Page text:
Discrimination based on age is prohibited by the Age Discrimination in Employment Act of 1967. For Federal employees, the protected age group is age 40 and above, with no upper age limit. Age discrimination also occurs among age groups who are over age 40; e.g., the selection

of a 45-year old candidate may appear to be discriminatory to 55-year old candidates if it can be shown that management has never selected a candidate at or above age 55.

Excluding older employees from training opportunities, denying them special work assignments which would give them experience for promotions or awards, and attempting to persuade or influence them to retire are other examples of age discrimination.


Discrimination based on disability is prohibited by the Rehabilitation Act of 1973 and the Americans with Disabilities Act of 1990. Disability discrimination can occur in two ways. The first occurs when employees or applicants are treated differently on the basis of their physical or mental disabilities. The second occurs when management fails to make reasonable accommodation for the disabling condition(s).

A person with a disability is defined as one who has a physical or mental impairment which substantially limits one or more major life functions; e.g., walking, speaking, breathing, learning, etc.; one who has a record of such, or one who is regarded as having a disability.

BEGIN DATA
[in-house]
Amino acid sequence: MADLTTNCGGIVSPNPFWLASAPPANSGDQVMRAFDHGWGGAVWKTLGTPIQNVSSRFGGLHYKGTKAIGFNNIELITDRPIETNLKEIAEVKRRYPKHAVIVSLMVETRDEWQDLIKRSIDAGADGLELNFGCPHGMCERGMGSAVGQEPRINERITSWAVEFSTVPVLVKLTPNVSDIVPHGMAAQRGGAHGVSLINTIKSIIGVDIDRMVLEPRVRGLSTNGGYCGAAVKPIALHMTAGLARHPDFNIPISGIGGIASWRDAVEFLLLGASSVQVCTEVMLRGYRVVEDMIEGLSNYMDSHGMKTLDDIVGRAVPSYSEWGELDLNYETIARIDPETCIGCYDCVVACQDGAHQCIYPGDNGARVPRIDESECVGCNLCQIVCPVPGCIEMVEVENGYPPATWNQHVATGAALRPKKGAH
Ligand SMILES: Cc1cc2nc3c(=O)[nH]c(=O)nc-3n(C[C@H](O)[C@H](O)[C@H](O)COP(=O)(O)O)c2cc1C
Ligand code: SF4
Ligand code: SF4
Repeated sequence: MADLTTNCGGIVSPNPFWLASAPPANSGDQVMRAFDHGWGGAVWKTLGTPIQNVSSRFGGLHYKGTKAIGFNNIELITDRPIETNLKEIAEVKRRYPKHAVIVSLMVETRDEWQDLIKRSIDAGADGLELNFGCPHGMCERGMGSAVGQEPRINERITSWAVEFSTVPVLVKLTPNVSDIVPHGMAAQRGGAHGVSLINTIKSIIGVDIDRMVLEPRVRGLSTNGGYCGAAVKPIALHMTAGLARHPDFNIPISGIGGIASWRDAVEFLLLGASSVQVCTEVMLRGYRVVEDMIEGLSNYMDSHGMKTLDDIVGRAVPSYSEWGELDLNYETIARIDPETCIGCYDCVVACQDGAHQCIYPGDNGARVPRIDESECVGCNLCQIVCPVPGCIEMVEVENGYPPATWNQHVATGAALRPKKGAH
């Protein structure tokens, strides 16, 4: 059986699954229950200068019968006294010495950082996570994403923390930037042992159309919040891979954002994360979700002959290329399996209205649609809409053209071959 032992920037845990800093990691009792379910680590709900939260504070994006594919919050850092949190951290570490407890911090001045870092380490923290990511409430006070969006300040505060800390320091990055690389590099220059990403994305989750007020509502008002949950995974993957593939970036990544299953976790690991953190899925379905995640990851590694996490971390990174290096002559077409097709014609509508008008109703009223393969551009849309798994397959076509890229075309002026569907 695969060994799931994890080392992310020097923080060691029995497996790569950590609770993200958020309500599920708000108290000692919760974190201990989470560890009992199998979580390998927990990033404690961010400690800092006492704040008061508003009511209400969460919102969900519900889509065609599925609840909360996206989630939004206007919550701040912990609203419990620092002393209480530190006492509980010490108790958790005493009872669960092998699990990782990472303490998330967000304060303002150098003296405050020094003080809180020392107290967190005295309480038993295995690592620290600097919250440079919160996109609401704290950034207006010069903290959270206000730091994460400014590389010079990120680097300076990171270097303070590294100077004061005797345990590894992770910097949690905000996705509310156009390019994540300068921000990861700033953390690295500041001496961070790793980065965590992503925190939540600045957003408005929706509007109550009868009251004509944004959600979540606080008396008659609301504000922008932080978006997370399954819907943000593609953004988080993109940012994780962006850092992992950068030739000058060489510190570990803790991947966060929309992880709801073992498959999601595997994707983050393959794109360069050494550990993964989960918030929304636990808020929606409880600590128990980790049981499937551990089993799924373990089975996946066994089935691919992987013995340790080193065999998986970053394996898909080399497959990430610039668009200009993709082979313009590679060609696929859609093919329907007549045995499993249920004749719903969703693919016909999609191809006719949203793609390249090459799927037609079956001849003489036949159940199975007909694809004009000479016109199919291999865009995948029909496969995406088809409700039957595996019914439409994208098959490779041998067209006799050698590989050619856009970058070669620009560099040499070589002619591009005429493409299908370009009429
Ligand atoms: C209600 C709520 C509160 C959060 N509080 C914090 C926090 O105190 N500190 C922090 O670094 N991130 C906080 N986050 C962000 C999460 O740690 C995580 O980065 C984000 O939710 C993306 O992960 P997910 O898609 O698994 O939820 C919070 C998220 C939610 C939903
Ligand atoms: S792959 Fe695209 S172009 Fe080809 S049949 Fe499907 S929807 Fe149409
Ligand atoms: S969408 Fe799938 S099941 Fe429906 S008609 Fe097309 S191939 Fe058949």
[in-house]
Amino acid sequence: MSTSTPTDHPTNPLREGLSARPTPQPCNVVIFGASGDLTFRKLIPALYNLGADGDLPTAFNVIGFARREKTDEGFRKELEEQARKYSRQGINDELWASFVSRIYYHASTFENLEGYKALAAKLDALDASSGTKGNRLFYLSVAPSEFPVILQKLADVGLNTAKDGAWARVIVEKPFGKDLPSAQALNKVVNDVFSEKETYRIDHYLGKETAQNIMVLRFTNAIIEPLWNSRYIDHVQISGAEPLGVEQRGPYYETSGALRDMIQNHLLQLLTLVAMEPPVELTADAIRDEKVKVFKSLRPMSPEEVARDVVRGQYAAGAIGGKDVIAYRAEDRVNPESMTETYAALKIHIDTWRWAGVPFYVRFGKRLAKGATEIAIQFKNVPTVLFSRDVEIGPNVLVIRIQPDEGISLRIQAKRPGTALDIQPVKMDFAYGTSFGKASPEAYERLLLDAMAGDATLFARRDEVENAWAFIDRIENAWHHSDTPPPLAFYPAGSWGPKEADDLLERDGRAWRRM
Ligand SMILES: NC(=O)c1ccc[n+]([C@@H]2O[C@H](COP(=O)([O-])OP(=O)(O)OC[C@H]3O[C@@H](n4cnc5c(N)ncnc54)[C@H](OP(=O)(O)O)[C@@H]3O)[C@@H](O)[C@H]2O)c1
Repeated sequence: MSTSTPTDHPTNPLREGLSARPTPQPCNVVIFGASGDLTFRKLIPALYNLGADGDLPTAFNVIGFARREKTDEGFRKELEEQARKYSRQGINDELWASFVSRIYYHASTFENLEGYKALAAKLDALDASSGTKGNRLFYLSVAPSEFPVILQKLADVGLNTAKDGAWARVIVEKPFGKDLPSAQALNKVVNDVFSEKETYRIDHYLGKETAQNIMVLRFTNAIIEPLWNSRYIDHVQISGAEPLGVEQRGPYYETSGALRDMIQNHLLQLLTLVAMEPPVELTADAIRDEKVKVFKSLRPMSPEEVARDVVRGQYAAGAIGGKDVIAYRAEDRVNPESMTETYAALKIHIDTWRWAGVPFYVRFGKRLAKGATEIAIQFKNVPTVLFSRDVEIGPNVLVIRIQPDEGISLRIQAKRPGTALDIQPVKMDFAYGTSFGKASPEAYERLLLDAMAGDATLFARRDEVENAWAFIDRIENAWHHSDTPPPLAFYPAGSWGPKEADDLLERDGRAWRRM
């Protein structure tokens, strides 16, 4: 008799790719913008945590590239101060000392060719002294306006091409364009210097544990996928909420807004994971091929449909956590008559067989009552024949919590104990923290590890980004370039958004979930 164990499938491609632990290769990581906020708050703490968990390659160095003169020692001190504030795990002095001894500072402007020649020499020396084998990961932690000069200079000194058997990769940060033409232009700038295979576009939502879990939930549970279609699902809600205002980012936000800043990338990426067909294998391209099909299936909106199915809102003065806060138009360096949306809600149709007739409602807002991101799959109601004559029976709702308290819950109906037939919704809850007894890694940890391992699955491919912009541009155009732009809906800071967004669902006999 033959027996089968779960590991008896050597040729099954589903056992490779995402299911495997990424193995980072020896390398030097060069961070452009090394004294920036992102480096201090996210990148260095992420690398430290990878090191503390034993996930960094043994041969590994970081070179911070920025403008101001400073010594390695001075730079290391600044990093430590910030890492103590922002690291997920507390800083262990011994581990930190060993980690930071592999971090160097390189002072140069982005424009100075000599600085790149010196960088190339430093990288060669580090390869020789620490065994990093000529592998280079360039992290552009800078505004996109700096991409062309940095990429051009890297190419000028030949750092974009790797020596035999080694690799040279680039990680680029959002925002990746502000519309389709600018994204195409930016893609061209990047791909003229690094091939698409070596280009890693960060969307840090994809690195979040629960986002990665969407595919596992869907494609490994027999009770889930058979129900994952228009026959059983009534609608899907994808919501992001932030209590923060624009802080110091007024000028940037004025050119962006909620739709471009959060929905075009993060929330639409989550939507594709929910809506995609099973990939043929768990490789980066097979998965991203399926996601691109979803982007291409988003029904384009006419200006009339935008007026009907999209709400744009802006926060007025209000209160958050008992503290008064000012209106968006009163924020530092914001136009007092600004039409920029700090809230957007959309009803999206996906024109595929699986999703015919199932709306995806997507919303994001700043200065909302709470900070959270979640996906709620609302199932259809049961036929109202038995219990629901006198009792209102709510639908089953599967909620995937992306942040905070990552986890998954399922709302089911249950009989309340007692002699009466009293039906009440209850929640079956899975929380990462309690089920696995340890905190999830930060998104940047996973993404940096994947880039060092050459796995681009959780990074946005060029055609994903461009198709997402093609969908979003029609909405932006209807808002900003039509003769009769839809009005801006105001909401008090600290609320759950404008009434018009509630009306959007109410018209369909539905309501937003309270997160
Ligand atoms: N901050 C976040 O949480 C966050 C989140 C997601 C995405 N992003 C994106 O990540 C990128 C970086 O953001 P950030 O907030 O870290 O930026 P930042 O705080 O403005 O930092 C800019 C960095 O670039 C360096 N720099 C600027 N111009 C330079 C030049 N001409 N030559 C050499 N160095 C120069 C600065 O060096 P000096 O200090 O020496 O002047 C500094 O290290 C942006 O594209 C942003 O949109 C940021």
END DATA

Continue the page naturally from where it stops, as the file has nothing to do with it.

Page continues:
Management must make reasonable accommodation to the known physical or mental limitations of qualified applicants or employees with disabilities unless the accommodation would impose an undue hardship upon the Agency. Qualified persons with disabilities are those who, with or without accommodation, can perform the essential elements of the job. Otherwise qualified applicants with disabilities may not be rejected for employment on the grounds that reasonable accommodation would have to be made.

Reasonable accommodation can include modifying job-related procedures, tasks or requirements (other than critical generic job tasks), adjusting the employee's work schedule, altering the physical work space, providing special equipment, providing readers for the visually impaired, interpreters for the hearing impaired, etc. Medical proof of disability is usually required when an employee requests an accommodation. The reasonableness of the accommodation and the creation of undue hardships are determined on a case-by-case basis.

The complete policy statement on reasonable accommodation, the criteria for evaluating requests and the procedures for obtaining equipment, readers, interpreters and personal assistants may be found in the SSA Procedures for Providing Reasonable Accommodation for Persons with Disabilities that is posted on the Office of Civil Rights and Equal Opportunity website at and in the SSA Administrative Instructions Manual System, Chapter 19, Instruction 01.


Discrimination based on sexual orientation is directed at persons who are gay, lesbian, bisexual or transgender, who are perceived to be gay, lesbian, bisexual or transgender or who associate with persons who are gay, lesbian, bisexual or transgender. This may take the form of harassment or treatment that is different than that afforded similarly situated employees or applicants.